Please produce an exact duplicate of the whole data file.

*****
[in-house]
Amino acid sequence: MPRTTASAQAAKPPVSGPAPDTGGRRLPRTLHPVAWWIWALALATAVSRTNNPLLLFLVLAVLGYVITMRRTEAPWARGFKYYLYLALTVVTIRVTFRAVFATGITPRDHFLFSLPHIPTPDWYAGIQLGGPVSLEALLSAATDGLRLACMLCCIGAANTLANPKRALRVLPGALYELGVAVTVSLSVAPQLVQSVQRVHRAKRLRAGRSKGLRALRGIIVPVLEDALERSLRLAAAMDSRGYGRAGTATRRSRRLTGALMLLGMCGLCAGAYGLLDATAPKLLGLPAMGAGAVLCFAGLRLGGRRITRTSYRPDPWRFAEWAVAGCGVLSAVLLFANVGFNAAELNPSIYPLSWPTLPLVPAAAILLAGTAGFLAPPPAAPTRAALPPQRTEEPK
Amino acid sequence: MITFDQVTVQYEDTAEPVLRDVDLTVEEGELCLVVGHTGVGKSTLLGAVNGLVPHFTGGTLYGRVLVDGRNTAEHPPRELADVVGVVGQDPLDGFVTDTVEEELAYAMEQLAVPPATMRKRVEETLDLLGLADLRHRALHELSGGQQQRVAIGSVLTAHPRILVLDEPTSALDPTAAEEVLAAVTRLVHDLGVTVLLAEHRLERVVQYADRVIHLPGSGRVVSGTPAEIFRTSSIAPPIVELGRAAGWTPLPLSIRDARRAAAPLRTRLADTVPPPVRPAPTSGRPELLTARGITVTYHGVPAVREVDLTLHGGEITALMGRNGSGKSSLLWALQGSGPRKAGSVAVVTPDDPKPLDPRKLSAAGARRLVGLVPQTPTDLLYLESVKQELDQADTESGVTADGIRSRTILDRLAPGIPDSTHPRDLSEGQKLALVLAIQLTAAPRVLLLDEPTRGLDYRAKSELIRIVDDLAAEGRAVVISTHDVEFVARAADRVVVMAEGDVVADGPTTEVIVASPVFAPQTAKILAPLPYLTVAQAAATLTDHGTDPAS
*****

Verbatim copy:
[in-house]
Amino acid sequence: MPRTTASAQAAKPPVSGPAPDTGGRRLPRTLHPVAWWIWALALATAVSRTNNPLLLFLVLAVLGYVITMRRTEAPWARGFKYYLYLALTVVTIRVTFRAVFATGITPRDHFLFSLPHIPTPDWYAGIQLGGPVSLEALLSAATDGLRLACMLCCIGAANTLANPKRALRVLPGALYELGVAVTVSLSVAPQLVQSVQRVHRAKRLRAGRSKGLRALRGIIVPVLEDALERSLRLAAAMDSRGYGRAGTATRRSRRLTGALMLLGMCGLCAGAYGLLDATAPKLLGLPAMGAGAVLCFAGLRLGGRRITRTSYRPDPWRFAEWAVAGCGVLSAVLLFANVGFNAAELNPSIYPLSWPTLPLVPAAAILLAGTAGFLAPPPAAPTRAALPPQRTEEPK
Amino acid sequence: MITFDQVTVQYEDTAEPVLRDVDLTVEEGELCLVVGHTGVGKSTLLGAVNGLVPHFTGGTLYGRVLVDGRNTAEHPPRELADVVGVVGQDPLDGFVTDTVEEELAYAMEQLAVPPATMRKRVEETLDLLGLADLRHRALHELSGGQQQRVAIGSVLTAHPRILVLDEPTSALDPTAAEEVLAAVTRLVHDLGVTVLLAEHRLERVVQYADRVIHLPGSGRVVSGTPAEIFRTSSIAPPIVELGRAAGWTPLPLSIRDARRAAAPLRTRLADTVPPPVRPAPTSGRPELLTARGITVTYHGVPAVREVDLTLHGGEITALMGRNGSGKSSLLWALQGSGPRKAGSVAVVTPDDPKPLDPRKLSAAGARRLVGLVPQTPTDLLYLESVKQELDQADTESGVTADGIRSRTILDRLAPGIPDSTHPRDLSEGQKLALVLAIQLTAAPRVLLLDEPTRGLDYRAKSELIRIVDDLAAEGRAVVISTHDVEFVARAADRVVVMAEGDVVADGPTTEVIVASPVFAPQTAKILAPLPYLTVAQAAATLTDHGTDPAS